How is the pupilage system to be set up and monitored? With the LPB utterly silent on whether the one year mandatory period will be paid or unpaid, or on any criteria except the restrictive one of pupilage with a legal practitioner of at least ten years standing, it is understandable that those at the very doorsteps of the profession are fearful for their future. As private businesses, legal practices in The Gambia may not be required to employ anyone unless they wish to do so. In such a set up, they must not be given any public protection against competition in the legal market place.
In England and Wales, the road block of pupilage has transformed the Bar to a profession of exclusivity. Unless cogent reasons are advanced to the contrary, there is every indication that the proposal to repeal LPA 1988 just to insert the backward nuclear weapon-like provisions on “pupilage” and “tenancy” appears to be founded on the same calculation of restricting entry to the profession. I have not seen anything to convince me otherwise. Having closely compared the provisions of LPA 1988, and the LPB, the similarities in the documents are astounding. The promoters of LPB should be courageous enough to propose amendments to LPA 1988 instead of embark on the obfuscation that this is a brave new proposal to cater for the challenges of a changing legal terrain. Nothing can be further from the reality!
As if the issue of “pupilage” is not disturbing enough, the provision on what the LPB termed “tenancy” creates a further layer of restriction to entering the profession as a full-fledged member. At section 19, the bill states: “A legal practitioner shall not open a legal practice of his or her own unless he or she has at least five [amended by the National Assembly to three] years standing at the Bar during which he or she has worked as a legal practitioner-
(i) under a legal practitioner with at least 10 years standing at the Bar; or
(ii) at the State Law Office; or
(iii) at the Judiciary”.
As with pupilage, the question of tenancy triggers the same issues. Again, the State Law Office, and the Judiciary, can have no combined capacity to consistently absorb even a fraction of the candidate pool that will be created by the Law School. As the years roll on, what initial capacity there was at these government institutions would reach saturation point. Even with the market as it currently is, legal practices may not be that enthusiastic to expand payroll commitments in an environment with uncertain cash inflow issues. There is a glaring possibility that people with the requisite academic and professional qualifications may never be able to penetrate the tightly shut gates of legal practice should the LPB become law.
When considered alongside pupilage and tenancy, the nationality restriction on entry to the profession is arguably driven by the calculus of access control. Under the LPA 1988, “permanent residents” were granted the opportunity to enter the profession as legal practitioners. That will no longer be possible should the LPB become law. Because of its porous definition under LPA 1988, there may be different policy issues around the question of permanent residency but there is no mistaking the overall restrictive tendency of the LPB. Considered in their totality, the only reasonable conclusion is that an entirely protectionist-driven legislation is being recommended to the President on no compelling ground.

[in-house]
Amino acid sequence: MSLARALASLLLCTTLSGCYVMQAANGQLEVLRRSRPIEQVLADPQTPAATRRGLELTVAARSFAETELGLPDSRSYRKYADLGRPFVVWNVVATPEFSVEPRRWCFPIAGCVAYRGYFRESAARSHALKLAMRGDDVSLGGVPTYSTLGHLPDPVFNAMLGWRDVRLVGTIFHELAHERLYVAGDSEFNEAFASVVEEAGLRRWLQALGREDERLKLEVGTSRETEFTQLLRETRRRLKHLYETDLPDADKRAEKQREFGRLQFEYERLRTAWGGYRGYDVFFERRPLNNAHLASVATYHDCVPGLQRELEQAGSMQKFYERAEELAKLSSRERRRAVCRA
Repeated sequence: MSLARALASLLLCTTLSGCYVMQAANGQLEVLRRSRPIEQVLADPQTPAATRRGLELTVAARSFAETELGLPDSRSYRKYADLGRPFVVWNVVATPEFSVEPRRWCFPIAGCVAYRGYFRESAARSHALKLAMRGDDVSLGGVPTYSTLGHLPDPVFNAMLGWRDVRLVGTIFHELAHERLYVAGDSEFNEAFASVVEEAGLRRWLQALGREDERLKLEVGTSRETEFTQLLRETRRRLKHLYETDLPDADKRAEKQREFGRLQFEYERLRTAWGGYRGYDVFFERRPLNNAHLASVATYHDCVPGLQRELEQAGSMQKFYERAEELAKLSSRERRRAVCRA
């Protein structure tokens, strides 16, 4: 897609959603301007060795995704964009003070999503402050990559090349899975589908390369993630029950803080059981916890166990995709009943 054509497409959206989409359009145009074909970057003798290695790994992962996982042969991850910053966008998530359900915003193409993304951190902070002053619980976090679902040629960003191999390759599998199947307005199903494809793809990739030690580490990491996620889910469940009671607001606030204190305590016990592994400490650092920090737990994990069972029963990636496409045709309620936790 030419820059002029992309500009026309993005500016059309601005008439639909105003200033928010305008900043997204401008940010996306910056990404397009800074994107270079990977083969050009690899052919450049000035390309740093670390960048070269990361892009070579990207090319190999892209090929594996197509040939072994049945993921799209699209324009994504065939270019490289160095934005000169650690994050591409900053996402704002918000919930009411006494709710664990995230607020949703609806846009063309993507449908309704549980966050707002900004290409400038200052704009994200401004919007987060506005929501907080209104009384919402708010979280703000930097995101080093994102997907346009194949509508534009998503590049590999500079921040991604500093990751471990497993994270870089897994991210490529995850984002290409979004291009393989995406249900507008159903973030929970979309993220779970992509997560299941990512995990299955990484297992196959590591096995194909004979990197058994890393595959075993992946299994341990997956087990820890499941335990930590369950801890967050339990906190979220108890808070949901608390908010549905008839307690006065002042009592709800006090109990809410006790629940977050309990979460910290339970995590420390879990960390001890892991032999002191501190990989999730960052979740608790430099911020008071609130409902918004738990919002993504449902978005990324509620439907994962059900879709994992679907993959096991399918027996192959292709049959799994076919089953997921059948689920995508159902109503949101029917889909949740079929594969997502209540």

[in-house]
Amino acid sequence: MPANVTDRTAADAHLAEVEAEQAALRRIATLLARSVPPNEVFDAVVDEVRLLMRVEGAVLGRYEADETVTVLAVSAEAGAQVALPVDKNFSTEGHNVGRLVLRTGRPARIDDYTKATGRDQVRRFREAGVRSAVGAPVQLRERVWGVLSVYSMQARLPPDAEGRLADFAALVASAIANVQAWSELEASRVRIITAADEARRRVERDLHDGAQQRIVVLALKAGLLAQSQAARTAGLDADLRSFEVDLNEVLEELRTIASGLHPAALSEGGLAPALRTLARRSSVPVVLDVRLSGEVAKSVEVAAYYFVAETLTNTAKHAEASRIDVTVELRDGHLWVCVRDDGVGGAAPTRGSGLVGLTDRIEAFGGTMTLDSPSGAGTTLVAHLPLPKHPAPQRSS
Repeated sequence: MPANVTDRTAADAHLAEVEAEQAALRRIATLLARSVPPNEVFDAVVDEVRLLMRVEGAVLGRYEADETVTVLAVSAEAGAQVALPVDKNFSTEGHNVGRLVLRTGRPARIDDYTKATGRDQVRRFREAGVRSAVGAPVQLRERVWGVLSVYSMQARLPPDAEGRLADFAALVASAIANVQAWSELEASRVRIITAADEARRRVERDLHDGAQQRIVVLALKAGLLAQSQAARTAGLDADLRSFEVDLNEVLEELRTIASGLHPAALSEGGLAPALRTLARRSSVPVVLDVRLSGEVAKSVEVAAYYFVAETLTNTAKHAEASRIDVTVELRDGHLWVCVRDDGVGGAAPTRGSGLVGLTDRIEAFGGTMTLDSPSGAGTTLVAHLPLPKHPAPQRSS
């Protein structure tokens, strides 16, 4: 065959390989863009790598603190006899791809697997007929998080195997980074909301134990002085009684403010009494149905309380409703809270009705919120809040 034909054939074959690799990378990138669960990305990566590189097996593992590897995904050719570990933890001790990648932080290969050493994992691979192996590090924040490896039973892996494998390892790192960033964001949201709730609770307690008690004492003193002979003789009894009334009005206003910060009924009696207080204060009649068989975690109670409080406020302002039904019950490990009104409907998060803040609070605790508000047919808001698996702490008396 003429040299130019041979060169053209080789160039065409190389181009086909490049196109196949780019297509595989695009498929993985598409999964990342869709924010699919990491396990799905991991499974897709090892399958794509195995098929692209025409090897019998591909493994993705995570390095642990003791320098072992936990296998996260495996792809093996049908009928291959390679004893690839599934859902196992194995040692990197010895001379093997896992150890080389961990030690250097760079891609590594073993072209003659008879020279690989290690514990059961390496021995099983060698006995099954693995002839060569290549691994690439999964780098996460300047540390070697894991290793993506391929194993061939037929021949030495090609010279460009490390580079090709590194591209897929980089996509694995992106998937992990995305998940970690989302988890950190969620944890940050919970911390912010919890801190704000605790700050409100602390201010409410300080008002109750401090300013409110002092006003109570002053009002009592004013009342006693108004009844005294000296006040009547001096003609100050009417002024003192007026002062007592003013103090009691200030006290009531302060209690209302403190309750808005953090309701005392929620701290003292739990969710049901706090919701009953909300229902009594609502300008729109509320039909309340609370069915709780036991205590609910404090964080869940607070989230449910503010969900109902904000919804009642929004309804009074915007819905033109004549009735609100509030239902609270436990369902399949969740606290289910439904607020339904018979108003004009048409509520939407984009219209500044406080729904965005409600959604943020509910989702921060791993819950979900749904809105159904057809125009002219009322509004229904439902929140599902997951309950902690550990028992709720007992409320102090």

In the second paragraph of its “objects and reasons”, it is stated that “the Bill seeks to address the issue of pupilage which makes it mandatory for every student who graduates from the Gambia Law School to serve a year in the State Law office, Judiciary or with a legal practitioner of at least ten year standing”. It is unclear why the pupilage requirement appears to be restricted to “graduates from the Gambia Law School”. Without wider debate, this particular query, of critical import, may remain unanswered.
In its current form, the LPB appears to also leave those Gambians legally educated in other jurisdictions out in the cold. They have a right to know how the LPB affects them in terms of both their academic and professional education and of course their eventual entry to the profession as legal practitioners should they chose to do so. Under its “subsidiary legislation”, LPA 1988 listed the “recognised jurisdictions” whose “qualifying certificates” entitles one to be admitted into practice in the country. If the composition of that list is changing, the LPB must expressly say so.
It is also disturbing that the rank of Senior Legal Practitioner (SLP) is based entirely on longevity. Under section 53 of the LPB: “The Council may confer the rank of Senior Legal Practitioner on any person who –
(a) has at least thirty years’ standing as a legal practitioner;
(b) has practise consistently as a legal practitioner for not less than fifteen years; and
(c) meets other selection criteria to be prescribed in regulations made by the Council.”
As a learned profession, the rank of SLP should be completely disassociated from mere longevity of “standing as a legal practitioner”. Research and other laudable services to the development of the law must constitute the defining considerations for conferment. It should rightly deserve no respect when longevity is touted as the preeminent consideration for bestowal of the rank. Longevity of service is no longer the sole criteria for recognition in any respectable profession. For the legal profession, it would be utterly scandalous!
Overall, a casual reading of the LPB may suggest it prevents no one from working as a legal practitioner in the country. On deeper reflection, it is impossible to avoid the issue of why the LPB is considered necessary in the first place. In my view, and in the views of all I have consulted with, the LPB is anti-competitive and has the potential to permanently exclude a good many Gambians from entering the profession, and, or setting up their own practices.
Unless these pertinent worries can be laid to rest, the LPB must not become law. And they cannot be laid to rest without wider consultation and debate. Pending that wider debate and consultation with stakeholders including the Law School and its students, and in the interest of the country’s domestic and internationally trained legal professionals, the President should withhold assent and return the LPB to the National Assembly for reconsideration.
Lamin J Darbo